I have been so busy the last few weeks that I have not had time to keep my eye on the Housing Authority. Every year at this time, they send around their Annual Plan for comment to be approved by their board in October. The Annual Plan is mandated by the federal government that every housing authority must complete in order to lay out all policy initiatives and capital projects for the next year. Usually only the Homeless Coalition, the Tenants Organization, and Legal Aid Society make any comment at all. This year, I did not get a chance to be a part of the process until the last day of public comment--Friday.

CMHA actually has a very good public process for gathering comments. They listen to us and make changes based on our input. Sure there a few things that we disagree on, but they still seem to be respectful of their partners and constituents. We believe that this planning process is healthy and we think CMHA does treat us with respect. I really believe that the agency is better because they run things by us before making mistakes.

So, they have put out their plan. Here are the highlights of the changes:
  • They clarified the preference for those facing a natural disaster, which was always very confusing.
  • They got rid of their confusing policy for those with a voucher that gave a preference to those working.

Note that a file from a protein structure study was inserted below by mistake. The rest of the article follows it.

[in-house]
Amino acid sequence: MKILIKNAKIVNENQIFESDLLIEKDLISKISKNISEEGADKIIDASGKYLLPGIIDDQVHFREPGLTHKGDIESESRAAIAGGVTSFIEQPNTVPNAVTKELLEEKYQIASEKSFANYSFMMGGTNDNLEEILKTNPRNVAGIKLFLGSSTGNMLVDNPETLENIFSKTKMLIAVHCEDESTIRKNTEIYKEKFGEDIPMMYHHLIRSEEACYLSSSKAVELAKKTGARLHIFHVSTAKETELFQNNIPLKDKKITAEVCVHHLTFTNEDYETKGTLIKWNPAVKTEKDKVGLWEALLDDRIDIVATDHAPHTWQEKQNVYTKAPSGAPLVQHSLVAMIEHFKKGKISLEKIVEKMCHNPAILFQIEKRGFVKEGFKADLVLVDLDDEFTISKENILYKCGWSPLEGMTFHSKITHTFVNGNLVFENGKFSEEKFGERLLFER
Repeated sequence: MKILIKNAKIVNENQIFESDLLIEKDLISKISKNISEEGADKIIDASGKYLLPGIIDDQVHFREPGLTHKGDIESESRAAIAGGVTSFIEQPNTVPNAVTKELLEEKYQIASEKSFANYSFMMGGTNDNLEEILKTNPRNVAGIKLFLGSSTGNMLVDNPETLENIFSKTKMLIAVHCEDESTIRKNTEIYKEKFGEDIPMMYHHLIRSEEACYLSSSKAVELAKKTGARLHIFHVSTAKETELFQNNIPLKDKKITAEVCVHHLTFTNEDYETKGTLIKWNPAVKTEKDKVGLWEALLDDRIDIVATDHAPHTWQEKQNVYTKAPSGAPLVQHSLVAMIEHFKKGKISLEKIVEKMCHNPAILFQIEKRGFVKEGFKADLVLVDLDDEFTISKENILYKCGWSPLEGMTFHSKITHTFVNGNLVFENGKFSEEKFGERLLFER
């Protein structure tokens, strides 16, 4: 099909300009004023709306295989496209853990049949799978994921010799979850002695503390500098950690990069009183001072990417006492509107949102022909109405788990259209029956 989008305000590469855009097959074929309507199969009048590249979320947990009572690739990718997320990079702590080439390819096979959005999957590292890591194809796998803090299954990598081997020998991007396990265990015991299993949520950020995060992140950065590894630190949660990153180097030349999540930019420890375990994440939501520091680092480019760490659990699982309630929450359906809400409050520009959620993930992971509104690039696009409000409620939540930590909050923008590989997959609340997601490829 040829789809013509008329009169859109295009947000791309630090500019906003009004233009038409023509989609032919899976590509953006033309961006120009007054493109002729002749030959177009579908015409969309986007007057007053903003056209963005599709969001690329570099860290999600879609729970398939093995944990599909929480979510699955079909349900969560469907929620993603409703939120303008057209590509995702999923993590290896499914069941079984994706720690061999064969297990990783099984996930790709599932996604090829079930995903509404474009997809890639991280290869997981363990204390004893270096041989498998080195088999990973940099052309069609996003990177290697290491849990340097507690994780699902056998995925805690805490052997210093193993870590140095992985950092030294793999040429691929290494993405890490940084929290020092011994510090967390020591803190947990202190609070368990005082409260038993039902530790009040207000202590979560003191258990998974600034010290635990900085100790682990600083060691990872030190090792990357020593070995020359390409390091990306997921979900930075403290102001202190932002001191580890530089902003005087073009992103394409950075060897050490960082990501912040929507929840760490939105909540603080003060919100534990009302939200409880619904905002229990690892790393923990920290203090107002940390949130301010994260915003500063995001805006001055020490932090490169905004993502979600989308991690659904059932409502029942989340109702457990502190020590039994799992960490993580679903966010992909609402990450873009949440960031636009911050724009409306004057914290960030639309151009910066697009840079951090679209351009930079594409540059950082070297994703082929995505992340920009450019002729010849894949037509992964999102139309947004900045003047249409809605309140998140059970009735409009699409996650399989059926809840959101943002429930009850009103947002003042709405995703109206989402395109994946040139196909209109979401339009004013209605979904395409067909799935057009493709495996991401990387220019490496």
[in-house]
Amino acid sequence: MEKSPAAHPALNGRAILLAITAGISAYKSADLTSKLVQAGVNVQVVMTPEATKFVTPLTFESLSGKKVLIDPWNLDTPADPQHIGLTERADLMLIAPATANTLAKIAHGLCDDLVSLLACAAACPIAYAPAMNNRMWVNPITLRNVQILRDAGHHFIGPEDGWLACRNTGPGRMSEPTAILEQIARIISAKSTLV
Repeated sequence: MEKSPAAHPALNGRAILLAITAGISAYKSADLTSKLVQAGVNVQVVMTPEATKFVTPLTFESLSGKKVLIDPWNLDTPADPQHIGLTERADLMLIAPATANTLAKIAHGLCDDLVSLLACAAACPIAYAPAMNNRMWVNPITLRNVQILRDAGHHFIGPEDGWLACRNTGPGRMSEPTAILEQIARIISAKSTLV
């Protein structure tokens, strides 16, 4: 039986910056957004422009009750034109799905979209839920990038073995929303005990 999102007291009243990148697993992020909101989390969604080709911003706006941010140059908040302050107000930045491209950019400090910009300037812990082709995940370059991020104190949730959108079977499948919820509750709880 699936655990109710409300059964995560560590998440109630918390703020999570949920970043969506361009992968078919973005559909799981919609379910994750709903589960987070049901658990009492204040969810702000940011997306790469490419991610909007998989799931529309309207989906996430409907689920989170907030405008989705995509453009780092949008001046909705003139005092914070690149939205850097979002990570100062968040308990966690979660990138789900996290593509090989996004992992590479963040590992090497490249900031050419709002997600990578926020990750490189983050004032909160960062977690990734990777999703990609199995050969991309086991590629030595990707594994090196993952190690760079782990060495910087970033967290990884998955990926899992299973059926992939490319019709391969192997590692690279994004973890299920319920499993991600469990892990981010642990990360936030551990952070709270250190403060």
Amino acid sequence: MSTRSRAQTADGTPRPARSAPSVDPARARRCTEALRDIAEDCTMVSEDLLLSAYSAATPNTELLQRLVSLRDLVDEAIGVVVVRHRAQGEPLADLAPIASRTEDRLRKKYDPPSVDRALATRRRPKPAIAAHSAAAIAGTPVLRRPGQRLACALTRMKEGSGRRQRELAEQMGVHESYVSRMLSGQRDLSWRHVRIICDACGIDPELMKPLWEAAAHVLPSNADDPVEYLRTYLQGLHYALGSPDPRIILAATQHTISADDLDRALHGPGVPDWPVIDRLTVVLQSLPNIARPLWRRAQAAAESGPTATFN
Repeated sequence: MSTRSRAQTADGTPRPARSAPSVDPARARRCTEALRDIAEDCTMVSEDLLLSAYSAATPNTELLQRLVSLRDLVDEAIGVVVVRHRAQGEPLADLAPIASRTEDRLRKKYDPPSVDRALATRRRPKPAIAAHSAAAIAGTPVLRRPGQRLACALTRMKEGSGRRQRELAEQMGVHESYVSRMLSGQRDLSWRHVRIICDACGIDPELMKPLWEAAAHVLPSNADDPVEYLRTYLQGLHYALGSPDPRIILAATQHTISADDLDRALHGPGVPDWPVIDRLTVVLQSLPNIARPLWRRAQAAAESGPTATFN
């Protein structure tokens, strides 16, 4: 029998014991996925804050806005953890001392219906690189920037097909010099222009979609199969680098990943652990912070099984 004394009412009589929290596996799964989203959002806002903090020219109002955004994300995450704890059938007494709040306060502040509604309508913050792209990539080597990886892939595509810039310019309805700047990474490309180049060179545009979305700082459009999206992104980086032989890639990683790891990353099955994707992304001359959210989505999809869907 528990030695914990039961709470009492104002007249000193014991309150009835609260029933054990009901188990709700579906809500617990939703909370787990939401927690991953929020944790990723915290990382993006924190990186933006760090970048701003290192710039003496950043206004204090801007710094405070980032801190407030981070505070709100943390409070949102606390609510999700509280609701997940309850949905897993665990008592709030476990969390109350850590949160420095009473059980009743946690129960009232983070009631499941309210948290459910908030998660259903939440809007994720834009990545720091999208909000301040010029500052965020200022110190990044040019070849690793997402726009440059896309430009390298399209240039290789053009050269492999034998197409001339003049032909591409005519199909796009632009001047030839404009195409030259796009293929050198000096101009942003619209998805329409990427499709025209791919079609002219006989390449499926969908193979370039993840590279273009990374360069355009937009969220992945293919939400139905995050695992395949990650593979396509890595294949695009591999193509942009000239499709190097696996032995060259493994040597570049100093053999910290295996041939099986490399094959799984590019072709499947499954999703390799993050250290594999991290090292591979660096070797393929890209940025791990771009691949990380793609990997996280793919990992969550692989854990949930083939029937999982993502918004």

• They have passed along the federal rules making athletic scholarships part of a student's income.
  • They are designating a building in Garden Valley for seniors (50 years old and older) only.
  • They are adopting the federal rules from the Violence Against Women Act.
  • They are clarifying the rules regarding recertification.
Some on-going issues that they will not change that we disagree with every year in their Annual Plan include:
  • We do not agree that some properties that are privately owned and have a set number of vouchers attached to some of their units, a landlord can go outside the existing 6,000 person voucher waiting list for tenants. After a landlord interviews 5 candidates and they find these 5 from the waiting list not acceptable they can go find their own tenants.
  • We believe that they need to put more language into protect women who have experienced domestic violence as part of the Violence Against Women Act.